With COVID-19 surmounting, there awaits something more. You may start wondering, what it is? So let me just introduce you to the new 'techdemic' that approaches us. Along with the ceaseless time came advancement which has been appreciated and facilitated all around the world, but as they say where there is a right, there is a wrong too. This global village which is connected with...
With COVID-19 surmounting, there awaits something more. You may start wondering, what it is?
So let me just introduce you to the new 'techdemic' that approaches us. Along with the ceaseless time came advancement which has been appreciated and facilitated all around the world, but as they say where there is a right, there is a wrong too. This global village which is connected with its internet highways enabling our access to anywhere anytime endangers our personal security by being prone to cyber-attacks. This practice of ambushing is termed as Phishing and it is as fishy as it sounds. As defined in oxford dictionary the term means, 'fraudulent practice of sending email purporting to be from reputable companies in order to induce individuals to reveal personal information such as passwords and credit card numbers'. To put it in plain words it's a cybercrime that targets individuals via email, telephone or text message wherein cybercriminals pose themselves as legitimate institution luring individuals to share their sensitive data. The primary objective backing such oblique activity is to trick the recipients of email, text or calls to undertake desired actions of criminals with user's device or account getting infected with malware or even being hacked. The term traces its origin back to 90's through America Online (AOL) which was a leading internet service provider in America, when a group of hackers personated themselves as employees of company and grabbed all their personal credentials.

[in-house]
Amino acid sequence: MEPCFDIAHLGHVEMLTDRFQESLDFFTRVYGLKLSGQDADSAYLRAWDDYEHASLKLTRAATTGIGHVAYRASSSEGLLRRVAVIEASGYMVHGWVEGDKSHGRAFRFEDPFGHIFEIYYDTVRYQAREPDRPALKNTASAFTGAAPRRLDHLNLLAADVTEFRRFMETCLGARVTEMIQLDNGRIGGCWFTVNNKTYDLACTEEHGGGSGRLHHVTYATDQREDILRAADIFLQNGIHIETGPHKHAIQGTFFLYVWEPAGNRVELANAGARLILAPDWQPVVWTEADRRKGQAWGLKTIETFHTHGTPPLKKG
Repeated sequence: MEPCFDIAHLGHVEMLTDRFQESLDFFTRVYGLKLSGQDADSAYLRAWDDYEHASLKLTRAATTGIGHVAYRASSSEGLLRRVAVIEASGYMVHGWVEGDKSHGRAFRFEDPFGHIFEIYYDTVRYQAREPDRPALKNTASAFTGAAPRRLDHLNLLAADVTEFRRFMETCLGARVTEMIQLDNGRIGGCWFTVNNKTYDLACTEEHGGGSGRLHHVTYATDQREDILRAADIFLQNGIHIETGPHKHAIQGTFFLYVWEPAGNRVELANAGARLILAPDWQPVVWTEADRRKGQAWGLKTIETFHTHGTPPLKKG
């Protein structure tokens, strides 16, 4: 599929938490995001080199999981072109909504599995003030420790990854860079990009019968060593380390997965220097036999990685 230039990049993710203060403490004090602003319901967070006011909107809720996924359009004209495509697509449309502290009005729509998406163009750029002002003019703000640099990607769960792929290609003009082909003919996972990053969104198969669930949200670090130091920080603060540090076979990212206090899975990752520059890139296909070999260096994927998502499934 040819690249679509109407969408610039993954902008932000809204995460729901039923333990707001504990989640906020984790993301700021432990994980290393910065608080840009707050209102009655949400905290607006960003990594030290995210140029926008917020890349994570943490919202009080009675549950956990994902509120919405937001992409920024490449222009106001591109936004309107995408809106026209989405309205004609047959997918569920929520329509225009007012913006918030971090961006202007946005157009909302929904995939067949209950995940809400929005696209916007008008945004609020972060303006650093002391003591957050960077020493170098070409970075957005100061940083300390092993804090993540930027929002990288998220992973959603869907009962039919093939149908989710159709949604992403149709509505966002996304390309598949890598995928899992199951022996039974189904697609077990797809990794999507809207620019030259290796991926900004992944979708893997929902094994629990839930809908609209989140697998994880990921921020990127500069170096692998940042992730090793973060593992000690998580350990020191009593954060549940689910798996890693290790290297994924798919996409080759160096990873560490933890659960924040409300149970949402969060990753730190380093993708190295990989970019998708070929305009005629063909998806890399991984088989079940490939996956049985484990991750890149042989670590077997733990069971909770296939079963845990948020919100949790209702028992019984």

Modern day cybercriminals attempt phishing through numerous ways: Email phishing, Spear phishing, Angler phishing, Vishing and Smishing. Attackers, by way of slithering our personally identifiable information such as confidential data, PAN number, communication details, health conditions etc., impersonate and use the identity for committing crimes and infiltrating corporate systems. The compromised email addresses are even for sale on dark web marketplaces